I love living in rural Australia, but it has its implications.
A few years ago after I had just retired, my husband and I attended a superannuation and life after retirement seminar. The thrust was financial of course, but the message that struck us both with the greatest import was the one about the need for females to maintain their driving skills. That message was truly about independence.
We have pondered and discussed that one many times since. It's a thing about confidence and courage and the need to make sure that if one is suddenly single, that the great loss is not exacerbated by a severe crisis in the ability to do stuff.
I'm sure you are aware that for many of us, when two of you go to get in the car, that it is usually the male on the driver's side for we Baby Boomer generation. And that can lead to a marked deterioration in driving skills.
Living four hours from Sydney as we do there are three areas of driving skills that I personally need:
- I need to drive in my local town of 40,000 people. That one is easy.
- I need to do long distance country driving on highways to Sydney or Canberra, dancing around with trucks breathing down my neck and people who think that the 100kms an hour that I am doing is way too slow. Winter involves black ice and snow; summer means blinding sun and sometimes air thick with insects and locusts. All year there is the hazard of straying kangaroos.
- I need to venture into the city and be capable of driving through the middle of Sydney with all the road aggression that happens there.
It can all seem like a big ask for an ageing Baby Boomer with the million and one attendant deteriorations that life throws at you, or takes from you.
All three contexts involve different road conditions and different skills.
Yesterday, in the spirit of maintaining my driving skills I drove us South-East from Orange to Medlow Bath, a pleasant potter of about two hours. I wore my prescription sun glasses. As I drove in the morning I commented that scooting down the hills outside Lithgow involved all the fun of the Big Dipper with the brake under your foot. I honestly had lots of fun and enjoyed it all immensely. There is much road work on the Victoria Pass. That didn't faze me at all really. Returning home was a different matter.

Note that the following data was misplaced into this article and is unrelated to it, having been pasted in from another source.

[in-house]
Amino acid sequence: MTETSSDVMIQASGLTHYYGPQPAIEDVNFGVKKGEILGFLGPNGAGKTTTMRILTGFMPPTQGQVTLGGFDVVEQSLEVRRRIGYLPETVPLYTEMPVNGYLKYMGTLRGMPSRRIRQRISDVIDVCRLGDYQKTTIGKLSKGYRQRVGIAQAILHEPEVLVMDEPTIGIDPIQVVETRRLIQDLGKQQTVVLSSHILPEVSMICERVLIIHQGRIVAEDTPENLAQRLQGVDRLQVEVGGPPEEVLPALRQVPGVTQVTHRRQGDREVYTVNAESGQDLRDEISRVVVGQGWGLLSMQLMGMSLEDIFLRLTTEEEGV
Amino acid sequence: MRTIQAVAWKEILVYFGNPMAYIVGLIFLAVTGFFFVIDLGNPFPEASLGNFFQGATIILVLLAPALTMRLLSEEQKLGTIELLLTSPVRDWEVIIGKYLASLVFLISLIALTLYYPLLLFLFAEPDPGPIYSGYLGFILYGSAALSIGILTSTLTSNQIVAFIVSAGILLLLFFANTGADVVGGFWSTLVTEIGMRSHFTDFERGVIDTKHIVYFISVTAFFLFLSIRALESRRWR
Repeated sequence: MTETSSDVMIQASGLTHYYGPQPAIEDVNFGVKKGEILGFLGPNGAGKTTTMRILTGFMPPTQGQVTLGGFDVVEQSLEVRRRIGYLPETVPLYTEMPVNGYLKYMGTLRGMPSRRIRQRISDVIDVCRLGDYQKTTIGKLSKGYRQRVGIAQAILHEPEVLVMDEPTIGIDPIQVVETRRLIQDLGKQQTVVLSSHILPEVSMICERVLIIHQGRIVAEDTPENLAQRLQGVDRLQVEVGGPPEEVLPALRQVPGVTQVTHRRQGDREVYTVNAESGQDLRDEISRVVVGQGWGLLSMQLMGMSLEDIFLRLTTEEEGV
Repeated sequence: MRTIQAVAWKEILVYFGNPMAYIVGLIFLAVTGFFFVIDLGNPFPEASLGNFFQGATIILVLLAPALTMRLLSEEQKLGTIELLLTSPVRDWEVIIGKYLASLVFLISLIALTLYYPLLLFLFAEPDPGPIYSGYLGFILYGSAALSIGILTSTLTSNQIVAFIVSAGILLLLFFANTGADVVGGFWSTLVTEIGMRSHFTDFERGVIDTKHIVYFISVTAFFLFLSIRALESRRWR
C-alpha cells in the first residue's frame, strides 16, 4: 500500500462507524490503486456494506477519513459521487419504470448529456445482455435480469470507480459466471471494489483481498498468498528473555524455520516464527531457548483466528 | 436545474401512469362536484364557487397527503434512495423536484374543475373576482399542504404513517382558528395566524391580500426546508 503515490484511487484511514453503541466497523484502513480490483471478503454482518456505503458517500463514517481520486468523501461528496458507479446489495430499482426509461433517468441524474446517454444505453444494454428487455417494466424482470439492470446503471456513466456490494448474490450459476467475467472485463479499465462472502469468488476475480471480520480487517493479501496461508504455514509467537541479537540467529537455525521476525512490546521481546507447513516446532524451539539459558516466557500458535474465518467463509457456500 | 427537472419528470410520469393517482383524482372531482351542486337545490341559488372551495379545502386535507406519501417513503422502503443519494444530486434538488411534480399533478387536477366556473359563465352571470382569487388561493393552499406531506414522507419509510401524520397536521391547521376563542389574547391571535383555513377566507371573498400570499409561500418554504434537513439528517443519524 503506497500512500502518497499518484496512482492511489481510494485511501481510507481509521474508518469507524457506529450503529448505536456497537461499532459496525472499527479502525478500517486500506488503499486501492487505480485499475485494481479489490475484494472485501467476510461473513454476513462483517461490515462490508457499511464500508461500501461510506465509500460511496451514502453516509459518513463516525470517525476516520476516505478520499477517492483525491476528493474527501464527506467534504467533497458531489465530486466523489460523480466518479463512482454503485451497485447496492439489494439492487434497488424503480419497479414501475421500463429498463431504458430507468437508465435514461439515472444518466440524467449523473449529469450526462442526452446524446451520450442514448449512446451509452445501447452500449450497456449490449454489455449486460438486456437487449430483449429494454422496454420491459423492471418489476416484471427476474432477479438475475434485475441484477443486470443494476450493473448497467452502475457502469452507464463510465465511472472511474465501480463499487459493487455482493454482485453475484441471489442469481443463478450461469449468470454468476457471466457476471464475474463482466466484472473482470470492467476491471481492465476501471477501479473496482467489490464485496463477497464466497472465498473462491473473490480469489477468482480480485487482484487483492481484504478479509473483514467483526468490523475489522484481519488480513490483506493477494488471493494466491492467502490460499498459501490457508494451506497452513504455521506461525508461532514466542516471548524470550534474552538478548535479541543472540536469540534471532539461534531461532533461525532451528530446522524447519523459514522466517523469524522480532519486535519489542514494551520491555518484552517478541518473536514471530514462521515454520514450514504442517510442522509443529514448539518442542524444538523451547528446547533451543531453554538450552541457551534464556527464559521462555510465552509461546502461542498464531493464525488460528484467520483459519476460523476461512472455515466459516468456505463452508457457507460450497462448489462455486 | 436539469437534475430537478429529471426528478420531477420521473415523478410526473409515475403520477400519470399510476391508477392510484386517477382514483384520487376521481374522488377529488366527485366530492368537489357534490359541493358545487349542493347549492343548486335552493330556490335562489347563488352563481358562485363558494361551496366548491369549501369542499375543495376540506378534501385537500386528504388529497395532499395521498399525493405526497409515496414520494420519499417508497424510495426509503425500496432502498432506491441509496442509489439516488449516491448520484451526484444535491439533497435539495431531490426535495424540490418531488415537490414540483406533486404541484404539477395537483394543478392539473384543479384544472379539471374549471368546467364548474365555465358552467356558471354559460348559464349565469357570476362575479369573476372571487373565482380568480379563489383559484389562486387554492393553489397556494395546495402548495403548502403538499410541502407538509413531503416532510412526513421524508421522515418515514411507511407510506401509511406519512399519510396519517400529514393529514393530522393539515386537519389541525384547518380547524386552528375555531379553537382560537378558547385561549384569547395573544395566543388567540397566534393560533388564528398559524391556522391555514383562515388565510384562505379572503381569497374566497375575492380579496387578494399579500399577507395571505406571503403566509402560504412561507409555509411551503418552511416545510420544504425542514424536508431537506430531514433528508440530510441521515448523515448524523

We left our dear friends at Medlow Bath at 4.30 pm after a wonderful lunch and conversation. I drove due West straight into the lowering sun. It was literally blinding. All the way to Bathurst, then dark for the forty minutes to Orange.
The highway has many twists and turns and ups and downs. Each moment was fraught. Will I be able to stay in the lane? God knows where the lane is? My shoulders ached. I felt physically sick. I refused to change drivers as I had said that he could drink. I drank iced tea only. He hadn't drunk that much but we had not measured his consumption, not thinking that he may be needed. And besides, he didn't really offer to change drivers as he was sticking to the plan that I should maintain my driving skills.
As dusk dropped I changed glasses. Could I see without them? Not really. I didn't need dark and fuzzy. I settled for dark. My other distance glasses were sitting on the dining table. I knew exactly where they were. Changing focus with bi- or multifocals can trigger a migraine. I need to carry a large case with all my glasses in. So I stuck with the bloody sunglasses at night. I must have looked like a Mafia moll.
We stayed safe. I was exhausted and strained.
As I turned off the engine in the driveway, he turned to me and said "Now aren't you glad you did that? You were fine."
I could have killed him. But he was right.